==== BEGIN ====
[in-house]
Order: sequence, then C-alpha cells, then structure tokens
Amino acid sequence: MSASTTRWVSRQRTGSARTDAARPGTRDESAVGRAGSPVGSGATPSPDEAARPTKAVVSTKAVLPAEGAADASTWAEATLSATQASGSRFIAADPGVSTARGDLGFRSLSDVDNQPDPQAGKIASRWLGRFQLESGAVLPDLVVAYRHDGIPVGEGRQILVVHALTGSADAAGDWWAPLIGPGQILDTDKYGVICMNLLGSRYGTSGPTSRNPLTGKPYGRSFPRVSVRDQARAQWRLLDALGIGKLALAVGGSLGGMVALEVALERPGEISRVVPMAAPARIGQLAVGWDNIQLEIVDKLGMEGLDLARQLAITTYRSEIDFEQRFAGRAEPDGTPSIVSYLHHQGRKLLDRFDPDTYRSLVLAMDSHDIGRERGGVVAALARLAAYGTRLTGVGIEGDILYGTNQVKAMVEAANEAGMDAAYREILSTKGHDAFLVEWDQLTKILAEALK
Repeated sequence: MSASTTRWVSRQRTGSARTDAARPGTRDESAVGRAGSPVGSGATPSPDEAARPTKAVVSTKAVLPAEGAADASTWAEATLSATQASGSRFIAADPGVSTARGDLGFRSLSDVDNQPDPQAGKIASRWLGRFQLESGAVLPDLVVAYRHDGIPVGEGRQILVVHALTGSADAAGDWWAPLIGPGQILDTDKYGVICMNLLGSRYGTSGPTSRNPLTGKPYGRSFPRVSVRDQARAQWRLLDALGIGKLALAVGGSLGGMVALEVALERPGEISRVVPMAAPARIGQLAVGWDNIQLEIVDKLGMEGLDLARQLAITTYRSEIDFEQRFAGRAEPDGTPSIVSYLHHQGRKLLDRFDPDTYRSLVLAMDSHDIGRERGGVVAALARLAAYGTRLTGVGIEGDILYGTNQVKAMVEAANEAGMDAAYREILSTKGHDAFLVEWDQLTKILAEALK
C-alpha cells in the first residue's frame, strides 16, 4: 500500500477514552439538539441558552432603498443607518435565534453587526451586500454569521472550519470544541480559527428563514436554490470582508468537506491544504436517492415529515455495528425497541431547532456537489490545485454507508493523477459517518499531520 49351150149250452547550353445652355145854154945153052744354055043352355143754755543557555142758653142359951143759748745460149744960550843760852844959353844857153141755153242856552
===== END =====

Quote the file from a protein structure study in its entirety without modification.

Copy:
[in-house]
Order: sequence, then C-alpha cells, then structure tokens
Amino acid sequence: MSASTTRWVSRQRTGSARTDAARPGTRDESAVGRAGSPVGSGATPSPDEAARPTKAVVSTKAVLPAEGAADASTWAEATLSATQASGSRFIAADPGVSTARGDLGFRSLSDVDNQPDPQAGKIASRWLGRFQLESGAVLPDLVVAYRHDGIPVGEGRQILVVHALTGSADAAGDWWAPLIGPGQILDTDKYGVICMNLLGSRYGTSGPTSRNPLTGKPYGRSFPRVSVRDQARAQWRLLDALGIGKLALAVGGSLGGMVALEVALERPGEISRVVPMAAPARIGQLAVGWDNIQLEIVDKLGMEGLDLARQLAITTYRSEIDFEQRFAGRAEPDGTPSIVSYLHHQGRKLLDRFDPDTYRSLVLAMDSHDIGRERGGVVAALARLAAYGTRLTGVGIEGDILYGTNQVKAMVEAANEAGMDAAYREILSTKGHDAFLVEWDQLTKILAEALK
Repeated sequence: MSASTTRWVSRQRTGSARTDAARPGTRDESAVGRAGSPVGSGATPSPDEAARPTKAVVSTKAVLPAEGAADASTWAEATLSATQASGSRFIAADPGVSTARGDLGFRSLSDVDNQPDPQAGKIASRWLGRFQLESGAVLPDLVVAYRHDGIPVGEGRQILVVHALTGSADAAGDWWAPLIGPGQILDTDKYGVICMNLLGSRYGTSGPTSRNPLTGKPYGRSFPRVSVRDQARAQWRLLDALGIGKLALAVGGSLGGMVALEVALERPGEISRVVPMAAPARIGQLAVGWDNIQLEIVDKLGMEGLDLARQLAITTYRSEIDFEQRFAGRAEPDGTPSIVSYLHHQGRKLLDRFDPDTYRSLVLAMDSHDIGRERGGVVAALARLAAYGTRLTGVGIEGDILYGTNQVKAMVEAANEAGMDAAYREILSTKGHDAFLVEWDQLTKILAEALK
C-alpha cells in the first residue's frame, strides 16, 4: 500500500477514552439538539441558552432603498443607518435565534453587526451586500454569521472550519470544541480559527428563514436554490470582508468537506491544504436517492415529515455495528425497541431547532456537489490545485454507508493523477459517518499531520 49351150149250452547550353445652355145854154945153052744354055043352355143754755543557555142758653142359951143759748745460149744960550843760852844959353844857153141755153242856552